As liasion to the ad hoc Land Use Committee, I have been advocating for a rewrite of our outdated codes. We have just been successful in writing an RFP for zoning code rewrite. The Board approved sending it out for bid at the last meeting. I am concerned that the Board will not approve putting the money for the needed rewrite in the budget. I will advocate for putting the money in the budget for this, as well as applying for grants to help with this effort.

We need revisions to our steep slope law which does not protect steep slopes. We need protection for stream banks in our codes. We also need improvement of our tree preservation law. I have worked with the CAB to improve our Tree Preservation Law but it is still in Committee.

Q9: What needs to be done to ensure the quantity and quality of Dobbs Ferry’s drinking water?

Allegra: Dobbs Ferry uses the same water as NYC, so my efforts have been to protect that water supply. I have opposed the Millennium Pipeline in part because of its threat the the Kensico watershed as well as the proximity to the Bryn Mahr siphon of the aqueduct in Yonkers. I have also worked to close the Indian Point nuclear power plants in part because of the catastrophic impact a release of radiation there would have on the drinking water reservoirs that provide our water.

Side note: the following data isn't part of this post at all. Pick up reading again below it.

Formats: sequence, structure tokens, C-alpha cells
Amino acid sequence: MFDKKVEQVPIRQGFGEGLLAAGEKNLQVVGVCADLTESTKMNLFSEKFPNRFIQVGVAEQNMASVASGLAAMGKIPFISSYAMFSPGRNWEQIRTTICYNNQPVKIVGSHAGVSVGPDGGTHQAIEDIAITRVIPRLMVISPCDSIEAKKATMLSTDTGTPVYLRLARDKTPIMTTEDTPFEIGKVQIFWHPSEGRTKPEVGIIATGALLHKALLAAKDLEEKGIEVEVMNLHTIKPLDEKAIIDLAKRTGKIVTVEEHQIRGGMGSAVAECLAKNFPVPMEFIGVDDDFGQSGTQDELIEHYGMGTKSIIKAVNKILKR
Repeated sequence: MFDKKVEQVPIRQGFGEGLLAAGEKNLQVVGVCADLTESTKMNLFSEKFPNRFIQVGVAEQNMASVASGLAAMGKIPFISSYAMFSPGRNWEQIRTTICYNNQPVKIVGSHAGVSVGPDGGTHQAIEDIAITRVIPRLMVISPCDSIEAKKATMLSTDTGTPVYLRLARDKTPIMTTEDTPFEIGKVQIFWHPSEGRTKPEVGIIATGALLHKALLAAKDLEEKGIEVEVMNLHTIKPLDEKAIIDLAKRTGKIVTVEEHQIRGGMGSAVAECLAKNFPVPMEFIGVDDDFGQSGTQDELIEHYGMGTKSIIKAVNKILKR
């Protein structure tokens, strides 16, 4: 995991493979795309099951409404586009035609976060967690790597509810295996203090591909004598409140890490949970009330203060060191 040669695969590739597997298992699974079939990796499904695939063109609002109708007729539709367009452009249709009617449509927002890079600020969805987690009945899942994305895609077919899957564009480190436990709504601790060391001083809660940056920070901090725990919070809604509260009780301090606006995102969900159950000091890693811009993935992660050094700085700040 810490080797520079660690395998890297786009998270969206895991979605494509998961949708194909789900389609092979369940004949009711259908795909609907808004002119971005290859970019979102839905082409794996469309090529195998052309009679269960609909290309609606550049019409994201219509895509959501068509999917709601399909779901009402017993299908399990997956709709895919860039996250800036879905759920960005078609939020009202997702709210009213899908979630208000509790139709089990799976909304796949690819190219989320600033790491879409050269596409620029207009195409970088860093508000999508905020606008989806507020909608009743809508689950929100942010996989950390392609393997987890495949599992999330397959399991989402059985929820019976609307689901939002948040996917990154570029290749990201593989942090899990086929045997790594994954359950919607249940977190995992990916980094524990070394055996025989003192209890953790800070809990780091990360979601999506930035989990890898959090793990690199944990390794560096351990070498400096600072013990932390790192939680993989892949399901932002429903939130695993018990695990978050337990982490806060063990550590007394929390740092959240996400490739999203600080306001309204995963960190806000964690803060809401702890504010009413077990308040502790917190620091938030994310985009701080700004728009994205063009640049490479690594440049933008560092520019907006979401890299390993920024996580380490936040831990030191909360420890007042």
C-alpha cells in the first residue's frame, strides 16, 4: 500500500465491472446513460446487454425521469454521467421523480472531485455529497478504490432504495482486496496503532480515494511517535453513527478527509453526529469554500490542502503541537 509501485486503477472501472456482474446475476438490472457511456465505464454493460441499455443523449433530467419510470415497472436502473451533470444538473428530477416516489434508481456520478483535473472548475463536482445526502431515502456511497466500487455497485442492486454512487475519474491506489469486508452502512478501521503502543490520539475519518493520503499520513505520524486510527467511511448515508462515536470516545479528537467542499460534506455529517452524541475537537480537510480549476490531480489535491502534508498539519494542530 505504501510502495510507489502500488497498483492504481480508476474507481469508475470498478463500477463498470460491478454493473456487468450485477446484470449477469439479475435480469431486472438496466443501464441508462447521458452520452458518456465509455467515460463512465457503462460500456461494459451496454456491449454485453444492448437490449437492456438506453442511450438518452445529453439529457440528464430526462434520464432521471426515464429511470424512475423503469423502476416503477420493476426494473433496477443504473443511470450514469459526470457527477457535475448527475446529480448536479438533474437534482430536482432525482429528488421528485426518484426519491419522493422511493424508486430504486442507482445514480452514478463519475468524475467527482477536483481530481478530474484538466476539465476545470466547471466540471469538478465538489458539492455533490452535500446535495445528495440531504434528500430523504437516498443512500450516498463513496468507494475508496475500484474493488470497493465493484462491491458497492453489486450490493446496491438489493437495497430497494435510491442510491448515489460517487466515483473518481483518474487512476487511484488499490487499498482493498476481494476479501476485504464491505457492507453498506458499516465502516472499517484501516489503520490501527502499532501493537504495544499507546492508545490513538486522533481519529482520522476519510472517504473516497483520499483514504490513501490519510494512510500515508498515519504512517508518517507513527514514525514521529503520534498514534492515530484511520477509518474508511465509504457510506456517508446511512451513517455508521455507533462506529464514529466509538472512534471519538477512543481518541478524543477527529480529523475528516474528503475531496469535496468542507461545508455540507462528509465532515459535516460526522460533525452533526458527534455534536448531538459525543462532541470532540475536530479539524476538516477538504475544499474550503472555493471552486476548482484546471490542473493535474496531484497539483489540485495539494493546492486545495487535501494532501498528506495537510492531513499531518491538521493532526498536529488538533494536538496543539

Q10: Do you have any particular accomplishments or opinions relating to environmental protection – not identified above – that you would like to address?

Allegra: There are many opportunities to create policy at the local level that protects the environment. This is especially true in New York State which is a home rule state. So many of our decisions have an impact on the quality of our air, our water and the living earth we superimpose our real estate on. In the short term, there are human benefits of a better quality of life, healthier families and in many cases a lower cost to the taxpayer (using less pesticides, recycling more, and energy conservation are three examples of measures that save money).